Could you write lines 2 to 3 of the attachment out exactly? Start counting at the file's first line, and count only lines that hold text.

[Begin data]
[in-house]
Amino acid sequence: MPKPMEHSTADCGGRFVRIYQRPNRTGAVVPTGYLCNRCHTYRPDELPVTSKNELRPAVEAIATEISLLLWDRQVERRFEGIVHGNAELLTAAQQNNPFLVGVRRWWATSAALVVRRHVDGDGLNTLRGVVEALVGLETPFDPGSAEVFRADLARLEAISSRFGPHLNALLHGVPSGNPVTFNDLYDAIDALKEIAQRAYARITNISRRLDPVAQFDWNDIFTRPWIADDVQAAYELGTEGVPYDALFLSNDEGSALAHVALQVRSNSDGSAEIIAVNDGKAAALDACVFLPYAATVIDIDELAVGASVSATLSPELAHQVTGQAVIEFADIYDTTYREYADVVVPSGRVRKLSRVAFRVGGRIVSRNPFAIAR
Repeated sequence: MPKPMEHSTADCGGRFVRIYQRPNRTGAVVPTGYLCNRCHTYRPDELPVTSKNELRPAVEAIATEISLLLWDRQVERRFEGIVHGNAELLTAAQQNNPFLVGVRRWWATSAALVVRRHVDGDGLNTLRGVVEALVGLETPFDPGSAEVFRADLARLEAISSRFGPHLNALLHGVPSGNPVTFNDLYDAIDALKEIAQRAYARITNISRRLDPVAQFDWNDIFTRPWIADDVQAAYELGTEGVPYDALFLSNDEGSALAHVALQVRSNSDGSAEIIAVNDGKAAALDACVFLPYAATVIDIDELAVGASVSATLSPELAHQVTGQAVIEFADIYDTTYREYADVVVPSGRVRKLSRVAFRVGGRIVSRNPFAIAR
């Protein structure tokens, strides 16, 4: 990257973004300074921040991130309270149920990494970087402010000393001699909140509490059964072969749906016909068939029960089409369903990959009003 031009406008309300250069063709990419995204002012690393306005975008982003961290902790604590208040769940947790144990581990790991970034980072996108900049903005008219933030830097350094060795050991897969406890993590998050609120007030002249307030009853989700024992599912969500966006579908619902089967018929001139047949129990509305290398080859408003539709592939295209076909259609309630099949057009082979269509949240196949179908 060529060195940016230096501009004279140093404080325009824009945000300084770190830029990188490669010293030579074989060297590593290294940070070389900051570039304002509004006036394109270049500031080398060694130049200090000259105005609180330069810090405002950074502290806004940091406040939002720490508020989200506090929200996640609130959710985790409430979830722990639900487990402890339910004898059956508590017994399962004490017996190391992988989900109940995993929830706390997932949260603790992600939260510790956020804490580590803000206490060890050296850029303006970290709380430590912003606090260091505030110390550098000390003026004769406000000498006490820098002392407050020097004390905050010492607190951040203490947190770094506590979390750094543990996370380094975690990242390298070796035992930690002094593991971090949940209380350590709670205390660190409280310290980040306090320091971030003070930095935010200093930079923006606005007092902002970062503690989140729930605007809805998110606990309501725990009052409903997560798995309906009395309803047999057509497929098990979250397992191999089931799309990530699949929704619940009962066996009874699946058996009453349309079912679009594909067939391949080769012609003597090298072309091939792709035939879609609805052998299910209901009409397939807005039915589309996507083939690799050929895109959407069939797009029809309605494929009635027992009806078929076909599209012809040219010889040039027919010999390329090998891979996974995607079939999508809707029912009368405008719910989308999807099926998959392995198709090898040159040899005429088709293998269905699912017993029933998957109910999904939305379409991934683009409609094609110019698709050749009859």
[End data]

Amino acid sequence: MPKPMEHSTADCGGRFVRIYQRPNRTGAVVPTGYLCNRCHTYRPDELPVTSKNELRPAVEAIATEISLLLWDRQVERRFEGIVHGNAELLTAAQQNNPFLVGVRRWWATSAALVVRRHVDGDGLNTLRGVVEALVGLETPFDPGSAEVFRADLARLEAISSRFGPHLNALLHGVPSGNPVTFNDLYDAIDALKEIAQRAYARITNISRRLDPVAQFDWNDIFTRPWIADDVQAAYELGTEGVPYDALFLSNDEGSALAHVALQVRSNSDGSAEIIAVNDGKAAALDACVFLPYAATVIDIDELAVGASVSATLSPELAHQVTGQAVIEFADIYDTTYREYADVVVPSGRVRKLSRVAFRVGGRIVSRNPFAIAR
Repeated sequence: MPKPMEHSTADCGGRFVRIYQRPNRTGAVVPTGYLCNRCHTYRPDELPVTSKNELRPAVEAIATEISLLLWDRQVERRFEGIVHGNAELLTAAQQNNPFLVGVRRWWATSAALVVRRHVDGDGLNTLRGVVEALVGLETPFDPGSAEVFRADLARLEAISSRFGPHLNALLHGVPSGNPVTFNDLYDAIDALKEIAQRAYARITNISRRLDPVAQFDWNDIFTRPWIADDVQAAYELGTEGVPYDALFLSNDEGSALAHVALQVRSNSDGSAEIIAVNDGKAAALDACVFLPYAATVIDIDELAVGASVSATLSPELAHQVTGQAVIEFADIYDTTYREYADVVVPSGRVRKLSRVAFRVGGRIVSRNPFAIAR